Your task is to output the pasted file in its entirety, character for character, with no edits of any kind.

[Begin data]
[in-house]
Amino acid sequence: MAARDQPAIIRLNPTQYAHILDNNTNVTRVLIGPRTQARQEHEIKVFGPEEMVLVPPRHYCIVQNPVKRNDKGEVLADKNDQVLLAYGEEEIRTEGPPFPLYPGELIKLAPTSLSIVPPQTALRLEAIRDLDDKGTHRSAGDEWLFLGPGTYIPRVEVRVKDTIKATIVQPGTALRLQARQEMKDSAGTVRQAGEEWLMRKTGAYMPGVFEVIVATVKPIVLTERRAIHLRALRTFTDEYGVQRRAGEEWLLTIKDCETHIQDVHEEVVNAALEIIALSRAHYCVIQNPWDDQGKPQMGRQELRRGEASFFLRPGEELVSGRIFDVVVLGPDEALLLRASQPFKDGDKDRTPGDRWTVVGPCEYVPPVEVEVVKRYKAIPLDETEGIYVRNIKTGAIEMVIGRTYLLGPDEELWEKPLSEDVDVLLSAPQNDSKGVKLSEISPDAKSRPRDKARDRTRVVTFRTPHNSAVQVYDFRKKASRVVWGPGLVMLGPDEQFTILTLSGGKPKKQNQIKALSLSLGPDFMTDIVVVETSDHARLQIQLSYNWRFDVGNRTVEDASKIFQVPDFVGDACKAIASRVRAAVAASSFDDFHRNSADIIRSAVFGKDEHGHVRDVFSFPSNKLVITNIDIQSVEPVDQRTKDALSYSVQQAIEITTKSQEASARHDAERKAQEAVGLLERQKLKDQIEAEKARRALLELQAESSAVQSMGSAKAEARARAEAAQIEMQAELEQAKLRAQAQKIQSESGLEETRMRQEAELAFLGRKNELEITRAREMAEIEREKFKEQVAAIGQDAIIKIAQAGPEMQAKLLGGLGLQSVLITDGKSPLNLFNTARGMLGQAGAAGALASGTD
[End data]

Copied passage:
[in-house]
Amino acid sequence: MAARDQPAIIRLNPTQYAHILDNNTNVTRVLIGPRTQARQEHEIKVFGPEEMVLVPPRHYCIVQNPVKRNDKGEVLADKNDQVLLAYGEEEIRTEGPPFPLYPGELIKLAPTSLSIVPPQTALRLEAIRDLDDKGTHRSAGDEWLFLGPGTYIPRVEVRVKDTIKATIVQPGTALRLQARQEMKDSAGTVRQAGEEWLMRKTGAYMPGVFEVIVATVKPIVLTERRAIHLRALRTFTDEYGVQRRAGEEWLLTIKDCETHIQDVHEEVVNAALEIIALSRAHYCVIQNPWDDQGKPQMGRQELRRGEASFFLRPGEELVSGRIFDVVVLGPDEALLLRASQPFKDGDKDRTPGDRWTVVGPCEYVPPVEVEVVKRYKAIPLDETEGIYVRNIKTGAIEMVIGRTYLLGPDEELWEKPLSEDVDVLLSAPQNDSKGVKLSEISPDAKSRPRDKARDRTRVVTFRTPHNSAVQVYDFRKKASRVVWGPGLVMLGPDEQFTILTLSGGKPKKQNQIKALSLSLGPDFMTDIVVVETSDHARLQIQLSYNWRFDVGNRTVEDASKIFQVPDFVGDACKAIASRVRAAVAASSFDDFHRNSADIIRSAVFGKDEHGHVRDVFSFPSNKLVITNIDIQSVEPVDQRTKDALSYSVQQAIEITTKSQEASARHDAERKAQEAVGLLERQKLKDQIEAEKARRALLELQAESSAVQSMGSAKAEARARAEAAQIEMQAELEQAKLRAQAQKIQSESGLEETRMRQEAELAFLGRKNELEITRAREMAEIEREKFKEQVAAIGQDAIIKIAQAGPEMQAKLLGGLGLQSVLITDGKSPLNLFNTARGMLGQAGAAGALASGTD